Percy Bysshe Shelley

(1792-1822 / Horsham / England)

One Word Is Too Often Profaned - Poem by Percy Bysshe Shelley

One word is too often profaned
For me to profane it;
One feeling too falsely disdained
For thee to disdain it;
One hope is too like despair
For prudence to smother;
And pity from thee more dear
Than that from another.

I can give not what men call love;
But wilt thou accept not
The worship the heart lifts above
And the heavens reject not, --
The desire of the moth for the star,
Of the night for the morrow,
The devotion to something afar
From the sphere of our sorrow?


Comments about One Word Is Too Often Profaned by Percy Bysshe Shelley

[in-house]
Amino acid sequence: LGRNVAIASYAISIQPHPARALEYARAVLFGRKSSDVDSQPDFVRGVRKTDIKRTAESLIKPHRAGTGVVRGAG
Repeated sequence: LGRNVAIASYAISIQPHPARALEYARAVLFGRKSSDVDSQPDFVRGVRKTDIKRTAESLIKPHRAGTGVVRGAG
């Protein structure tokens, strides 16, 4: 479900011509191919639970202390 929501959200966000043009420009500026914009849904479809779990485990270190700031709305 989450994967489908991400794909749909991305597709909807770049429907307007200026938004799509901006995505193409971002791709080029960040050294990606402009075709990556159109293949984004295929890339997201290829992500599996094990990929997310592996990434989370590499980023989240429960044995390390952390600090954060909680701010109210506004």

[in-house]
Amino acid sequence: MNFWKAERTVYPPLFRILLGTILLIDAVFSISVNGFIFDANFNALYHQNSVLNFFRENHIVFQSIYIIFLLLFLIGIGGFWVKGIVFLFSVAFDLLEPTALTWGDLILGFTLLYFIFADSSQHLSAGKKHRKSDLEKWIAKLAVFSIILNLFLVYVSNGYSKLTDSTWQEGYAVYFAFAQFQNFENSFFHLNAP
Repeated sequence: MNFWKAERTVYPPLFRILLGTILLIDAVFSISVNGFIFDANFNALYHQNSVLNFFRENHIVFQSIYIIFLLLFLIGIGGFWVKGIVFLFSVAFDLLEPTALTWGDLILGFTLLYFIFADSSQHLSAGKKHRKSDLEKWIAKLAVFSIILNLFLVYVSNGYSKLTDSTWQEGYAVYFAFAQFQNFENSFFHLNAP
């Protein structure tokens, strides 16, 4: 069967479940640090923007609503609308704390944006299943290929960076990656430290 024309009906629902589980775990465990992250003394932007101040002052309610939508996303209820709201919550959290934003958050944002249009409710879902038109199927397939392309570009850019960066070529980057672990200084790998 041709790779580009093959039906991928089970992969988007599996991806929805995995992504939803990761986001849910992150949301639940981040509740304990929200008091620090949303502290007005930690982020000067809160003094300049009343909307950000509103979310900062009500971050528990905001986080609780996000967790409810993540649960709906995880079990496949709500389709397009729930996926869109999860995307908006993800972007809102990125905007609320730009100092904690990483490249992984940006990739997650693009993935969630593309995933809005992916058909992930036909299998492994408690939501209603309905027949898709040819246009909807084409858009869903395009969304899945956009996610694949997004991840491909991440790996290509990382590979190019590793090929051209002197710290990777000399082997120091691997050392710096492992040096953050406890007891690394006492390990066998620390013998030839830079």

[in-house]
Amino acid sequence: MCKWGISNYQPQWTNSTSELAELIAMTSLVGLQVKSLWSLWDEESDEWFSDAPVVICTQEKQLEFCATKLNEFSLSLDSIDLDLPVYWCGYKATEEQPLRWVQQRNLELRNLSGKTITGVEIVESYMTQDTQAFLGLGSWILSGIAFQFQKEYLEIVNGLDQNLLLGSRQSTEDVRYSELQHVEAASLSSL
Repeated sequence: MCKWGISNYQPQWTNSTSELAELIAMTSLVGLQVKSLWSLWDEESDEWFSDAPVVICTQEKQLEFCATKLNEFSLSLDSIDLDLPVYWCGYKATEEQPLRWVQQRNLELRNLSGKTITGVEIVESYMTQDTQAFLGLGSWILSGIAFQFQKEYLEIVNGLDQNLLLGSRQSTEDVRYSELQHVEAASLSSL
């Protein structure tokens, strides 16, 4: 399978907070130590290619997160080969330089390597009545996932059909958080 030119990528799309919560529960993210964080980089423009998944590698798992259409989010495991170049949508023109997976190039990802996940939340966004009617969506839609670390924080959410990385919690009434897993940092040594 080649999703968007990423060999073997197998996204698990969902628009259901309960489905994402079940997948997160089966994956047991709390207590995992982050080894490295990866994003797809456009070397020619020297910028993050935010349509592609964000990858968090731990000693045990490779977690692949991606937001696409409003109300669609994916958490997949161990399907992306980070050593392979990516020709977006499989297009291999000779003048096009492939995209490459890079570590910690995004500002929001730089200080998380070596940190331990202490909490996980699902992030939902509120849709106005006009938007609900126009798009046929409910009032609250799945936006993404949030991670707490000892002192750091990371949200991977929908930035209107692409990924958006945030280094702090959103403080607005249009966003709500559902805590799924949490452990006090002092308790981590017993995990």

• Mohammed Asim Nehal (3/9/2016 12:44:00 AM)


    Outstanding poem, I really appreciate and enjoy it by reading again and again...
    The worship the heart lifts above
    And the heavens reject not, -
    The desire of the moth for the star,
    Of the night for the morrow,
    (Report) Reply

    1 person liked.
    0 person did not like.
  • Ananya Chatterjee (1/19/2009 7:53:00 PM)


    One of my fav poem by this cynic... why do i love cynics? (Report) Reply

Read all 2 comments »



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Read poems about / on: despair, sorrow, star, hope, night, heart



Poem Submitted: Monday, January 13, 2003



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